In the 4 games since, I have 3 wins and 1 loss, but that loss was only because of a fingerfehler when playing out what would've been mate-in-3 during a time scramble (probably the only time I've ever been truly angry after a game). In terms of the objective chess play, things have gone very poorly on his end since my realization about how to approach him. We have nearly identical ratings, and I believe that my recent success against him can be directly attributed to this very rudimentary sort of "preparation," namely: I know that if I play cautiously and sufficiently deaden the position against this opponent, then the resulting game suits me much more than it does him.

But that's as fine a point as someone like me can put on the matter: "I like quiet, he likes chaos." Big whoop. This is of course a far cry from the sort of preparation Fischer carried out, but that's as it should be, and even so it has proved useful for my own modest purposes. An important point here is that this information is something that I discovered naturally in the course of playing this opponent, and was not something I devoted separate time and energy to figuring out (which I maintain will often be quite a waste of time).


3. A novice prepares for a particular opponent. This really shouldn't happen, as the novice's energies should most definitely be focused on all-around improvement, rather than on any particular traits of an opponent's play. Taking what I wrote above a step further, the novice simply isn't equipped to draw many appropriate/useful conclusions at all from an opponent's earlier games, and should instead simply direct all effort toward playing good moves and a solid game.


At my level (B player) I would not bother too much preparing for an opponent. Sure, if you know your opponent only plays the Colle, you can book up some on that opening, or book up on an anti-Colle opening.

Games at my level are won or lost on tactics; little else matters.

I'd agree with point #3 in Ed's post.


For club players with 1/2 - 1 hour:

Find out what colour you are likely to have and try to find out what your prospective opponent's favourite opening(s) is/are with that colour (ask friends, lookup online). If they play several, just have a guess.

Decide if you have an opportunity to avoid this opening with something you prefer - e.g. if he likes to play the Spanish you could get in earlier with a Petroff - or if you are likely to end up in the opening of your opponent's choice.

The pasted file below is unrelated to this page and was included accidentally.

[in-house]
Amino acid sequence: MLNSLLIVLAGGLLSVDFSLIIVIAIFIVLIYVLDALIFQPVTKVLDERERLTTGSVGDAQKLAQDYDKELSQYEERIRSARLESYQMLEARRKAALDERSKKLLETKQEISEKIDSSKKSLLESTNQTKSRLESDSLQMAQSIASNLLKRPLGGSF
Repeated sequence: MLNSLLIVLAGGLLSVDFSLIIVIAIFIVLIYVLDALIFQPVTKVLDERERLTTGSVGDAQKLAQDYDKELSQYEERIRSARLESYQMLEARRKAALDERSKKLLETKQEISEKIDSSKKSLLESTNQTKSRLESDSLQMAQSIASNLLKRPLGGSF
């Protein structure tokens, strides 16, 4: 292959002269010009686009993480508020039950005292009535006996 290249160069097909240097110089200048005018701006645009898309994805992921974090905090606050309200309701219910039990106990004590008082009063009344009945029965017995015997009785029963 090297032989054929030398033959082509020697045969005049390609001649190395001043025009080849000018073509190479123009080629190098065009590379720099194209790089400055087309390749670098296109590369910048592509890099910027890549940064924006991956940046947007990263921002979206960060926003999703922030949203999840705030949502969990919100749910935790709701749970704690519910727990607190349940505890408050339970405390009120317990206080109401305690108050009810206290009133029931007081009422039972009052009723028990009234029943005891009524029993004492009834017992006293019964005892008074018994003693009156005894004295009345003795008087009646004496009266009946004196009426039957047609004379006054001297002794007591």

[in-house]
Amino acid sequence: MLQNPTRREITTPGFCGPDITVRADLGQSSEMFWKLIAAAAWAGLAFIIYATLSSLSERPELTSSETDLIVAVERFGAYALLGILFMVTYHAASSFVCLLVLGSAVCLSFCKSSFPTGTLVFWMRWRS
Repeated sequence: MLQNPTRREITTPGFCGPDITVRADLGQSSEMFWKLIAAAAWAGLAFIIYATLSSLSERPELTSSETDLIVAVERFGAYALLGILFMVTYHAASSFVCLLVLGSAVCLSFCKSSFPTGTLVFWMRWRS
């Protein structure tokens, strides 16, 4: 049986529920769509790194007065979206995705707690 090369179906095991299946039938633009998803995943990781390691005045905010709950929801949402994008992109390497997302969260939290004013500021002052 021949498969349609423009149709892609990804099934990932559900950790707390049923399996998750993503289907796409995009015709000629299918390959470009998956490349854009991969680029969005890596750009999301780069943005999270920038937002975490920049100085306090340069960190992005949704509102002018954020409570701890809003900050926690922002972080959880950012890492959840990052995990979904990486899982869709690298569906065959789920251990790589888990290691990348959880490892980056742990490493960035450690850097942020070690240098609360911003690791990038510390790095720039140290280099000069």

Spend time ensuring you learn something new about your prediction for the opening, e.g.: What are the key themes/critical squares? What are the common traps, or any recent interesting departures from book?

If the predicted opening is played, you gain time and confidence at the board. If not, you've still learnt something that you should be able to remember for next time.


I would try to play other opponents with a similar style (positional, aggressive, etc.).

Failing that, I would try to "model" the opponent's game, and devise countermoves. Also learn some of his favorite openings.


At one time I played in a slow time control club on ICC. I was ~1600 or so, so we weren't exactly the top level. One game, it was very clear that my opponent had looked at my recent games and found an issue in one of my opening responses. My team was pretty furious that I resigned after 10 minutes of play, but it really was a crushing hole in my opening that I've since avoided. Since then I've learned that you should clear out your history before a match, by playing random openings in bullet games or even an opening that you don't usually play, to lead them down the wrong path.

  • If the lines you play are sound then it doesn't matter if they get repeated!
    – AndyM
    Jul 26, 2012 at 23:18
  • That's true, but if you leave them available for review, it allows the opponents a chance to find the unsound parts with their computer, if they do exist. Jul 27, 2012 at 5:19